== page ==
Date: 22 August 2015 - 3 October 2015
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    Japanese from Scratch: All About Bento!   org

    **PLEASE NOTE: This event is now fully booked. All further applications will be placed on a waiting list**

    Japanese from Scratch workshops are held by the Japan Foundation for those who are interested in learning Japanese but haven't started yet, or those who have just started learning Japanese. In September’s workshop, you can get a taste of the Japanese language while discovering the fascinating culture of bento – Japanese boxed meals!

    The culture of making meals in bento boxes has existed for centuries in Japan, and continues to be popular in modern society. In recent years, bento have attracted worldwide attention for their practicality, creativity and attractive nature.

    In this workshop, you will have the chance to learn:

    • All about Japan’s culture of bento and the characteristics of a typical bento meal

    • How to talk about your favourite food in Japanese  

    • Essential Japanese language skills for dining in Japan

    We hope this event will give participants a taste for studying more Japanese language, and a craving to visit Japan themselves!

    When: 8th or 9th September 2015 (Content is the same each day),  19:00 – 20:30   

    Participation Fee: £5.00

    Click here to register your place

    **PLEASE NOTE: This event is now fully booked. All further applications will be placed on a waiting list**


    Date: 8 September 2015 - 9 September 2015 from 7.00pm
    Venue:

    Bertrand Russell Room, Conway Hall, 25 Red Lion Square, London WC1R 


    Photo credits: gamene (centre, bottom right), Keiichi Yas (top right), Melanie M (bottom left), via Flickr.com

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    Japan Group Tour Programme for UK Head Teachers 2015   org


    As part of the Japan Foundation’s Primary Japanese Campaign to support and encourage primary schools teaching Japanese language, we will be giving 20 primary head teachers the opportunity to take a study trip to Japan from Saturday 24th October to Saturday 31st October on the Japan Group Tour Programme for UK Head Teachers 2015.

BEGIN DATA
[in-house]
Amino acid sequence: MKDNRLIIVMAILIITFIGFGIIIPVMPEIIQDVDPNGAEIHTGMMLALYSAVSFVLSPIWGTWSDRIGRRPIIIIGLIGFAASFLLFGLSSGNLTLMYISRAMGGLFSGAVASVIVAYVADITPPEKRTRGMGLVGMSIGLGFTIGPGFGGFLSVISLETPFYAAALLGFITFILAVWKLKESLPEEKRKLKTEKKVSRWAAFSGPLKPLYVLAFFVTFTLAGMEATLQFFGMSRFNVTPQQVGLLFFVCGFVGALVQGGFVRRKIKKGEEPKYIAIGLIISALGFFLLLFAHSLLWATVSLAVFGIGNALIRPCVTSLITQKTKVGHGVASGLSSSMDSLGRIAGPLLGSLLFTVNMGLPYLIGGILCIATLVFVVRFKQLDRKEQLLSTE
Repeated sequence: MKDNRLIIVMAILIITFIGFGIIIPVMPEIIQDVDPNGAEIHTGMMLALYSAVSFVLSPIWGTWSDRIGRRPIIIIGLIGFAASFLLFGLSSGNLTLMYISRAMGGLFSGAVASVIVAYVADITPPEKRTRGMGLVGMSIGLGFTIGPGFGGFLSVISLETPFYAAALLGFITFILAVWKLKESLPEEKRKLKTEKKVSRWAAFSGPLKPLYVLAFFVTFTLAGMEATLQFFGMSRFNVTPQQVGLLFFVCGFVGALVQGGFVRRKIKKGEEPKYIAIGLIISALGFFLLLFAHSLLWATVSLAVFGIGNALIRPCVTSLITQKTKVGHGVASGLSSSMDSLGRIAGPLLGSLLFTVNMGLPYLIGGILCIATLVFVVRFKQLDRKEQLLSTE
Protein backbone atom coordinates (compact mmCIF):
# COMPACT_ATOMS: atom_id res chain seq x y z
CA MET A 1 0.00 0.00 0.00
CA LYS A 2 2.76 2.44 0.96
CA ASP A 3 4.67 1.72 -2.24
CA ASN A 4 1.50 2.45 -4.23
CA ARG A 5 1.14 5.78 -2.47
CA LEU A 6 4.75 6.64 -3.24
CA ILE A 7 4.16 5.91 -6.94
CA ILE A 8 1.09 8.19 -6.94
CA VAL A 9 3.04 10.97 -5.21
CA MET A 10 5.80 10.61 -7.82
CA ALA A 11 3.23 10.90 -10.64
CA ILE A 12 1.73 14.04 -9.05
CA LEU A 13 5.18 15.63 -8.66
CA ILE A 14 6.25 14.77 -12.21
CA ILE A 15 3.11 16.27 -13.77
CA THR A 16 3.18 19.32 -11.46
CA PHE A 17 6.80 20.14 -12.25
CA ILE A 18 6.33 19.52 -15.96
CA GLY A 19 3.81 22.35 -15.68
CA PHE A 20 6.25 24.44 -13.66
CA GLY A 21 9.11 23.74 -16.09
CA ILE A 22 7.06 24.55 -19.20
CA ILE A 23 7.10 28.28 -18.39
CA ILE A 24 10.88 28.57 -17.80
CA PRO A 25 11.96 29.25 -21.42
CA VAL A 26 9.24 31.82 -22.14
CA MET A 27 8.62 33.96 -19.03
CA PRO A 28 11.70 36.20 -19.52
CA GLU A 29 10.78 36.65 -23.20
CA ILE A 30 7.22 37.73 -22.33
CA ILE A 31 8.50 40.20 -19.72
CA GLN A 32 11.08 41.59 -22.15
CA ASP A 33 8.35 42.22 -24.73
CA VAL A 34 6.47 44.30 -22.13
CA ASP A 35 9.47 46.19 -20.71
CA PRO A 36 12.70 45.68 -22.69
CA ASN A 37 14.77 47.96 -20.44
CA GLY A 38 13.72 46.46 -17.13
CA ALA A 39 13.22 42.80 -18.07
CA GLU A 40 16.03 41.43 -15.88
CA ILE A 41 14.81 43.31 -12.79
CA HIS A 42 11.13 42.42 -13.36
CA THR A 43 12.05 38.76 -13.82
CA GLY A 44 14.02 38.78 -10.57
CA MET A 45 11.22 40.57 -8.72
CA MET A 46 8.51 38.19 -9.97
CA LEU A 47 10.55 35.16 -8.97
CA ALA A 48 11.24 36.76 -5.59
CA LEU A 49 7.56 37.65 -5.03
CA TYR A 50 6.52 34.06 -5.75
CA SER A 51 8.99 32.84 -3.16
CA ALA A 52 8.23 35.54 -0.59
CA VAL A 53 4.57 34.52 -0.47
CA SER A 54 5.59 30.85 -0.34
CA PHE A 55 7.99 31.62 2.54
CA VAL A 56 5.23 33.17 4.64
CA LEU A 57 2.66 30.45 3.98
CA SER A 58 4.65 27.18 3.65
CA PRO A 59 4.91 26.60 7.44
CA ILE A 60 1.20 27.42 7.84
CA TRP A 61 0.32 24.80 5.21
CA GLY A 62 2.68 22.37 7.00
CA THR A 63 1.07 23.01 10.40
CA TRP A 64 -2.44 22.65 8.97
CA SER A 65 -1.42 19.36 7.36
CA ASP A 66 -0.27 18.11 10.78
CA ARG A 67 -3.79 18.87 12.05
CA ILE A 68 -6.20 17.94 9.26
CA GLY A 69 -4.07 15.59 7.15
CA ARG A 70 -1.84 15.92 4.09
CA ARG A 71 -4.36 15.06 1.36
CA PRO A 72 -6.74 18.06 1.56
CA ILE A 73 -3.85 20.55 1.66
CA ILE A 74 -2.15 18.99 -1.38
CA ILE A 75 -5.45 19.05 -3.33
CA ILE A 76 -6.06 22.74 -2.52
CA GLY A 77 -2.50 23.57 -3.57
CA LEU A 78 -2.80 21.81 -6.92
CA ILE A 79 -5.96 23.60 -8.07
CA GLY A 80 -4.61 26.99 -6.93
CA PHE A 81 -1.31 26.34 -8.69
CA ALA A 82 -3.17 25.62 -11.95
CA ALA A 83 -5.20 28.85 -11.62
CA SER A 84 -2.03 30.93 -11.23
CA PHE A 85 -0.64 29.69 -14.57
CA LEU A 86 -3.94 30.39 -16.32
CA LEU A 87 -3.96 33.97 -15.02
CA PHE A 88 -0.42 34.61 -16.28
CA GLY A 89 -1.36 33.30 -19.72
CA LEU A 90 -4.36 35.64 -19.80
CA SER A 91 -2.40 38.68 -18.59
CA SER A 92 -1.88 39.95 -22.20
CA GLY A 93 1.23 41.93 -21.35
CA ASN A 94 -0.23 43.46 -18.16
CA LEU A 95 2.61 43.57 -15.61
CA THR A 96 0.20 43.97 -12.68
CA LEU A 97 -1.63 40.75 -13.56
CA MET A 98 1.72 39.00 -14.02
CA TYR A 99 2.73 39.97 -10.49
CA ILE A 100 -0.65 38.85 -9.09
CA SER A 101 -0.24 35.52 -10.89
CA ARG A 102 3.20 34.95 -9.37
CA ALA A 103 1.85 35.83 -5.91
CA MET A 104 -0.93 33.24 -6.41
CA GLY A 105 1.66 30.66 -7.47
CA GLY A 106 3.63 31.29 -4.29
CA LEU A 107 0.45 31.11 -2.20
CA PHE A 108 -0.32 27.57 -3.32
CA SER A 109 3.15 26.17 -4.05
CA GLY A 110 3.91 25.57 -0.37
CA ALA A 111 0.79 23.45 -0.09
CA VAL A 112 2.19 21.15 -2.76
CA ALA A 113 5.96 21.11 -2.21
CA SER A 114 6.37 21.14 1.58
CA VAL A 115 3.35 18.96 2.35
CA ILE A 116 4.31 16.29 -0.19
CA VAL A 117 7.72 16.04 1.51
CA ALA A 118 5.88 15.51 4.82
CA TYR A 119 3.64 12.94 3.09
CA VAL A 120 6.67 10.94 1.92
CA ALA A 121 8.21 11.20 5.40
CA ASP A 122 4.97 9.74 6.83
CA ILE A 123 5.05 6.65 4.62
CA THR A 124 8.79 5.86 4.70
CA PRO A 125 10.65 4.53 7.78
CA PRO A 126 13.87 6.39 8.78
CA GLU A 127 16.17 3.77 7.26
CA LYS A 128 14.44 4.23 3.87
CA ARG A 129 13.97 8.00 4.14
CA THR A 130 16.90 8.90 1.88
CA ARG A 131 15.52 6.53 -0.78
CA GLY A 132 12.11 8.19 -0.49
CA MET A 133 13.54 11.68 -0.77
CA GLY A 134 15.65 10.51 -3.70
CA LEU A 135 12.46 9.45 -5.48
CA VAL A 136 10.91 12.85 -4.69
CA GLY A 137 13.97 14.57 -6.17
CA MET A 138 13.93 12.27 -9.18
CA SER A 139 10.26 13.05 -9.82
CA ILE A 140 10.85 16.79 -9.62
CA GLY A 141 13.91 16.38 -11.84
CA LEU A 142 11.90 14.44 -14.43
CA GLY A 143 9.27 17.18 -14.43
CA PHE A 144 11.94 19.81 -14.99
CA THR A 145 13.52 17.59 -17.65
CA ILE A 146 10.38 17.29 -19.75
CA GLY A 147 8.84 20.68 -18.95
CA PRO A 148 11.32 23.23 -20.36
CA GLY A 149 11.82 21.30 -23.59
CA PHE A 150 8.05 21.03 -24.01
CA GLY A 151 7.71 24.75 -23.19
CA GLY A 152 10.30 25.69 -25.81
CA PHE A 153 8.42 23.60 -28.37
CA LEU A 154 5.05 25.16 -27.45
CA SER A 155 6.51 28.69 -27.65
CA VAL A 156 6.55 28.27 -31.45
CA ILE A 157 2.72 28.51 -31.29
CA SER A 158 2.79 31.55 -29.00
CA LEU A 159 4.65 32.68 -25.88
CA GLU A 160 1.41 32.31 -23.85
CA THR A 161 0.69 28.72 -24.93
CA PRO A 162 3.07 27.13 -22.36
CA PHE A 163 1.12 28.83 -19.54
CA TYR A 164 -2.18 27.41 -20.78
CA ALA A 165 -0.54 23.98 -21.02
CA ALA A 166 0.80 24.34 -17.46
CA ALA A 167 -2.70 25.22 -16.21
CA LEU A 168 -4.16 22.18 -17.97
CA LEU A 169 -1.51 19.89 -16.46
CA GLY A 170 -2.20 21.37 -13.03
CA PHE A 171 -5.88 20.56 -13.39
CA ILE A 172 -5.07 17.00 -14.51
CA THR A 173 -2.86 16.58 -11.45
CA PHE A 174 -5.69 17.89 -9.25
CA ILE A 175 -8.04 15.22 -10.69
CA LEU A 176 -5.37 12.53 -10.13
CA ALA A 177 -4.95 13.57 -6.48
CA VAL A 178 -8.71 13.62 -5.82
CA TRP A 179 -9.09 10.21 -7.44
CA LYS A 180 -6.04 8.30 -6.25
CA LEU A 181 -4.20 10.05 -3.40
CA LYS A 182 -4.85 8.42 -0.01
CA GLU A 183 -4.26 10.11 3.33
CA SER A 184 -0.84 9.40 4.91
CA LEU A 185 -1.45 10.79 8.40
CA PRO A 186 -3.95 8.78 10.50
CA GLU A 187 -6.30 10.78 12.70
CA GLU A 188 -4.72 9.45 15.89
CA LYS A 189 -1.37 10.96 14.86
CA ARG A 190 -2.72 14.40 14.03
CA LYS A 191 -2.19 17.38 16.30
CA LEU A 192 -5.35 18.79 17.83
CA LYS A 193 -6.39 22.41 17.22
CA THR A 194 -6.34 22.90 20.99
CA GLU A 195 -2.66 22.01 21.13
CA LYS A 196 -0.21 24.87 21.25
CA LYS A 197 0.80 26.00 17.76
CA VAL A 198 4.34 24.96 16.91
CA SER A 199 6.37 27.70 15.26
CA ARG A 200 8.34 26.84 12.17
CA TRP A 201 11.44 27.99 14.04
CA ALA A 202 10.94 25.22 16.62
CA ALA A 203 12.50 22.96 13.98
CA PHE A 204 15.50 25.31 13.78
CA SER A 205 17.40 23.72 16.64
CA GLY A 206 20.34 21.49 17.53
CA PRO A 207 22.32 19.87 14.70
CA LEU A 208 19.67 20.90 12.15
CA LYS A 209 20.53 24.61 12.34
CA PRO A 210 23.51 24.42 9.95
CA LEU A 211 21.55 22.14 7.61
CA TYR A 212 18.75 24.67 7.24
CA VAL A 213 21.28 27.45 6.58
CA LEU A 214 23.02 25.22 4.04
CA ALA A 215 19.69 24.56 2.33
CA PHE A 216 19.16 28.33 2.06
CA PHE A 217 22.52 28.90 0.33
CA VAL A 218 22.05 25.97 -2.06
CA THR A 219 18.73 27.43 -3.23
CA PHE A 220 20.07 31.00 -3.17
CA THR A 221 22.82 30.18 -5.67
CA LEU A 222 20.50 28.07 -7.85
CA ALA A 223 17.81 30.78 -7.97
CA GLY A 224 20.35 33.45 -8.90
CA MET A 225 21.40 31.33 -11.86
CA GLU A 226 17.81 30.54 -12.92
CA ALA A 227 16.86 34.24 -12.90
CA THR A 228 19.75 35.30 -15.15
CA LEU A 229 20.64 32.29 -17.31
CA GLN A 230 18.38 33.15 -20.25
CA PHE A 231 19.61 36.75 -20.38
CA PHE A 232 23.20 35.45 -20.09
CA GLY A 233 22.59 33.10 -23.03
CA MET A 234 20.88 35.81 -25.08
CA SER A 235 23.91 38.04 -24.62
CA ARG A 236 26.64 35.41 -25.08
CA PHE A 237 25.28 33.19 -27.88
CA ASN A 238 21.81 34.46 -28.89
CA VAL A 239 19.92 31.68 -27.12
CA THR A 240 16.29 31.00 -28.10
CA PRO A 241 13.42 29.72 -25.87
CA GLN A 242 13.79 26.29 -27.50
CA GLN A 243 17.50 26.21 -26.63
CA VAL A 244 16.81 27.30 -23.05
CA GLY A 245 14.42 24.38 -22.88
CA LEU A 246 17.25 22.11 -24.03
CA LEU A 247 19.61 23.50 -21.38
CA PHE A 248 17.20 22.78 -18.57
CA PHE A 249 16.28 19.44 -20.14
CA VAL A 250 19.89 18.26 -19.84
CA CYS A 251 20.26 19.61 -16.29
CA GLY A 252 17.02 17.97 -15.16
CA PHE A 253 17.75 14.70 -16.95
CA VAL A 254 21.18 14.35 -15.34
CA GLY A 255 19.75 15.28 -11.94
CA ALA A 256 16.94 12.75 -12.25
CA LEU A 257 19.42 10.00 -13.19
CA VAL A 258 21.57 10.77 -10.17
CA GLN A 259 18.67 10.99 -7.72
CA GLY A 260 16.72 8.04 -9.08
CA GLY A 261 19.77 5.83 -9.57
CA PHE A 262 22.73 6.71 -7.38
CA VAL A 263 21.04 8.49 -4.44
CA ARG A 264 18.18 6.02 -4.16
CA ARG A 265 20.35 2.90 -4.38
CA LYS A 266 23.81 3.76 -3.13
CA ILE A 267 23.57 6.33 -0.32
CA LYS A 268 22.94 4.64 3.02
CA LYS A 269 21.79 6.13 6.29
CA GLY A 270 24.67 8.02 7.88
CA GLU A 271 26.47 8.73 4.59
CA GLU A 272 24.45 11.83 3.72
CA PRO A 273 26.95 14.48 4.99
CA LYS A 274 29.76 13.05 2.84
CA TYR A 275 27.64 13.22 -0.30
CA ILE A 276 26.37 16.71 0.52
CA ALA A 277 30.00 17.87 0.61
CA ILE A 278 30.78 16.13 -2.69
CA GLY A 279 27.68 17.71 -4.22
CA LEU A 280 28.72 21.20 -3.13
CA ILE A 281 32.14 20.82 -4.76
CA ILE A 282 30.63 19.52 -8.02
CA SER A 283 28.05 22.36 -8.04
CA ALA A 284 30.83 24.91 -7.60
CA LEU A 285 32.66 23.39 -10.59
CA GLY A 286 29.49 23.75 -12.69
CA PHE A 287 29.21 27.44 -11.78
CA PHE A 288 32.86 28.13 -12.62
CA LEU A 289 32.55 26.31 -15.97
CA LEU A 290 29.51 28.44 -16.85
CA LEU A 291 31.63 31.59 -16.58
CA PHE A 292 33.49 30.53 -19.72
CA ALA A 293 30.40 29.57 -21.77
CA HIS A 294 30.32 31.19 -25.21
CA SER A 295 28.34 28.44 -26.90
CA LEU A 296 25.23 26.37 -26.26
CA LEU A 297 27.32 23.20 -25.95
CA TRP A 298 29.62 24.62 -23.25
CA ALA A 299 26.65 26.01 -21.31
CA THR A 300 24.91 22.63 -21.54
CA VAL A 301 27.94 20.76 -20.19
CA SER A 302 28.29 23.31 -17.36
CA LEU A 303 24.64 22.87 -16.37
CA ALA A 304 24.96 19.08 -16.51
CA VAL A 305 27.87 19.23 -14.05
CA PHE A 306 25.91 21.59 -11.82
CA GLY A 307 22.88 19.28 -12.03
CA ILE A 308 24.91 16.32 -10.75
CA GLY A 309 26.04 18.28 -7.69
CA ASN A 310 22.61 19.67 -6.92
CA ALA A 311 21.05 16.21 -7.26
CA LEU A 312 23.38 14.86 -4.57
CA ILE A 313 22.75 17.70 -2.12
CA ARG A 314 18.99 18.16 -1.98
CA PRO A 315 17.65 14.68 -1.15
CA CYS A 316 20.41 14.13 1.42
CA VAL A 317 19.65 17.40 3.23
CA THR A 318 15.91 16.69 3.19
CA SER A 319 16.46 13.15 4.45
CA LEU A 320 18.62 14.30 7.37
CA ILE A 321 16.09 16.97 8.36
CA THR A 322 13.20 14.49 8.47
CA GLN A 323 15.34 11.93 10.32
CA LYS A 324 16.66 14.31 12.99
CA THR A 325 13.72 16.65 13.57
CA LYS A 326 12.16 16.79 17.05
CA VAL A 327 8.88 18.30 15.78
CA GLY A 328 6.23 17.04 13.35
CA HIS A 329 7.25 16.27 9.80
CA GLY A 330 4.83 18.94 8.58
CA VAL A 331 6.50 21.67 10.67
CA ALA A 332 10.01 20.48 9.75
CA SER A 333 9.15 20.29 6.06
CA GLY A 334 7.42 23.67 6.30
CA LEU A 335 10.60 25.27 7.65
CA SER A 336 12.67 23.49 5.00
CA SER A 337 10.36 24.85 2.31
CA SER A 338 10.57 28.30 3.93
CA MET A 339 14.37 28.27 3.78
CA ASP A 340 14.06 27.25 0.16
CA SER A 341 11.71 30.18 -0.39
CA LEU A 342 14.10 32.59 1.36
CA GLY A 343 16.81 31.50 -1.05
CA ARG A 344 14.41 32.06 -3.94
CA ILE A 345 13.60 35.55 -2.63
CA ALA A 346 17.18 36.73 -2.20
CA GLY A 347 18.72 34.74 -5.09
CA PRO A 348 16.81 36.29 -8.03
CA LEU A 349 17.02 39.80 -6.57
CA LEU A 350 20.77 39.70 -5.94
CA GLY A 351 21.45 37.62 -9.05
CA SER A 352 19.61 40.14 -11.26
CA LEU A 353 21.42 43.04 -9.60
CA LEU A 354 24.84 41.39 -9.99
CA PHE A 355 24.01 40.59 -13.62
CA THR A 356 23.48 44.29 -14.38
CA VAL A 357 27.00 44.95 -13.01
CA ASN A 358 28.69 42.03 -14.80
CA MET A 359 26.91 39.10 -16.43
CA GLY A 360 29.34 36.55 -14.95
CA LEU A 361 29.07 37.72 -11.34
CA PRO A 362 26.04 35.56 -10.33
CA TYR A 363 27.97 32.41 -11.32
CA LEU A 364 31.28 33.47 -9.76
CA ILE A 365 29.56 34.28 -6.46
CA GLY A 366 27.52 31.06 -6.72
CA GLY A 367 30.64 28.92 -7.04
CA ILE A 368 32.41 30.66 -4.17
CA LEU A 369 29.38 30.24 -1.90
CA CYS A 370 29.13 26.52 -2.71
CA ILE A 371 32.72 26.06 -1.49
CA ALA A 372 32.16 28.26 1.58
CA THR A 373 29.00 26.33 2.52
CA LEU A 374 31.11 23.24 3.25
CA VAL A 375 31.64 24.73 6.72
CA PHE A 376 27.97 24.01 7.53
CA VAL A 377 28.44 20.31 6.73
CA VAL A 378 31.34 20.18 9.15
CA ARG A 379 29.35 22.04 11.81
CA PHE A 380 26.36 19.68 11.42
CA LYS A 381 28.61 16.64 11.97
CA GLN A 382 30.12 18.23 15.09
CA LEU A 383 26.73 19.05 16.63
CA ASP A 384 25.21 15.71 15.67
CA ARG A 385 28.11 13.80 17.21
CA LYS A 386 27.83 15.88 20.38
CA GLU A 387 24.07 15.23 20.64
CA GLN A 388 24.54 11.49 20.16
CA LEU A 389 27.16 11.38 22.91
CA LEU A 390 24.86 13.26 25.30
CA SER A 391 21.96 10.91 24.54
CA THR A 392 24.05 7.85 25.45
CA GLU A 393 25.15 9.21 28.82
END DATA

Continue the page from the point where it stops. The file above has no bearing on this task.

The programme will include Japanese cultural experiences to help deepen your understanding of Japan, as well as visits to Japanese school to observe the Japanese education system first-hand. It will also provide an excellent opportunity to network with teachers in Japan, as well as with other head teachers in the UK whose schools are enthusiastic about Japanese. The Japan Foundation will cover all travel, accommodation and meal expenses. You can see a report about last year’s tour here and you can see photos of the tour here.

    We are looking for sign-ups from headteachers in primary schools that fit any one of the criteria below (1-3.) If your school’s head teacher is unable to join us on this tour, we can accept applications to send deputy headteachers in their place.  However, please ask your headteacher to fill in the application for you as we will only accept applications through headteachers. The Japan Foundation reserves the right to choose which schools will participate in this programme.

    1. Primary schools that are interested in introducing Japanese onto their main curriculum. 
    2. Primary schools that are interesting in providing extracurricular activities (Japanese clubs)
    3. Primary schools that already teach Japanese that would like to share their ideas with other schools in their area and spread the teaching of Japanese to other schools.  

    We are no longer accepting applications for this programme. We will invite participants within the next week.


    Date: 24 October 2015 - 31 October 2015

    Please click here to register your interest. Deadline for applications is 15th July 2015.

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    Shojo manga: Girls' Comics from Japan   org